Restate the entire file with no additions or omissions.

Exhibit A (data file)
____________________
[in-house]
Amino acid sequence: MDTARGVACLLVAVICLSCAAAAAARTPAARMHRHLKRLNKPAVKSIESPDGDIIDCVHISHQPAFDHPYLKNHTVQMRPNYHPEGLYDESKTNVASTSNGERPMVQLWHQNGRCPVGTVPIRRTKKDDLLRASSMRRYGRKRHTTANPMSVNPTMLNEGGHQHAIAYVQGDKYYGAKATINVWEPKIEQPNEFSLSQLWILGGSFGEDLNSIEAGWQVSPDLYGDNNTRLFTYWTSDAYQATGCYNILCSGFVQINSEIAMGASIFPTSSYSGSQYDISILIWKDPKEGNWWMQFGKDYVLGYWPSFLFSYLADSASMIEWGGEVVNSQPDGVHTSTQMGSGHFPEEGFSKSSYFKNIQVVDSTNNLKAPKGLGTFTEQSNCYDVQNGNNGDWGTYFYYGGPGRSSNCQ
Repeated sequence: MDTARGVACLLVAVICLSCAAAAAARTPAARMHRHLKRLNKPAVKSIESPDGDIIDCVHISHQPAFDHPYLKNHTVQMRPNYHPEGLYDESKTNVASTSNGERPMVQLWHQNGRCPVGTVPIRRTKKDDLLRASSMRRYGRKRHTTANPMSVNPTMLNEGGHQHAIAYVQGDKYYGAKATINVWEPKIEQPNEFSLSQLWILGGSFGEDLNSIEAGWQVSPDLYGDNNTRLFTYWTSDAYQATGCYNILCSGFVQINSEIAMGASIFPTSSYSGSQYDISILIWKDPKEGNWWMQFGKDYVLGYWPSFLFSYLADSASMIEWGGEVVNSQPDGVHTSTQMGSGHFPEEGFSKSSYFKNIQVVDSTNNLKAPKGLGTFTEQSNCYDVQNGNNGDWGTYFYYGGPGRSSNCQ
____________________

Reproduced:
[in-house]
Amino acid sequence: MDTARGVACLLVAVICLSCAAAAAARTPAARMHRHLKRLNKPAVKSIESPDGDIIDCVHISHQPAFDHPYLKNHTVQMRPNYHPEGLYDESKTNVASTSNGERPMVQLWHQNGRCPVGTVPIRRTKKDDLLRASSMRRYGRKRHTTANPMSVNPTMLNEGGHQHAIAYVQGDKYYGAKATINVWEPKIEQPNEFSLSQLWILGGSFGEDLNSIEAGWQVSPDLYGDNNTRLFTYWTSDAYQATGCYNILCSGFVQINSEIAMGASIFPTSSYSGSQYDISILIWKDPKEGNWWMQFGKDYVLGYWPSFLFSYLADSASMIEWGGEVVNSQPDGVHTSTQMGSGHFPEEGFSKSSYFKNIQVVDSTNNLKAPKGLGTFTEQSNCYDVQNGNNGDWGTYFYYGGPGRSSNCQ
Repeated sequence: MDTARGVACLLVAVICLSCAAAAAARTPAARMHRHLKRLNKPAVKSIESPDGDIIDCVHISHQPAFDHPYLKNHTVQMRPNYHPEGLYDESKTNVASTSNGERPMVQLWHQNGRCPVGTVPIRRTKKDDLLRASSMRRYGRKRHTTANPMSVNPTMLNEGGHQHAIAYVQGDKYYGAKATINVWEPKIEQPNEFSLSQLWILGGSFGEDLNSIEAGWQVSPDLYGDNNTRLFTYWTSDAYQATGCYNILCSGFVQINSEIAMGASIFPTSSYSGSQYDISILIWKDPKEGNWWMQFGKDYVLGYWPSFLFSYLADSASMIEWGGEVVNSQPDGVHTSTQMGSGHFPEEGFSKSSYFKNIQVVDSTNNLKAPKGLGTFTEQSNCYDVQNGNNGDWGTYFYYGGPGRSSNCQ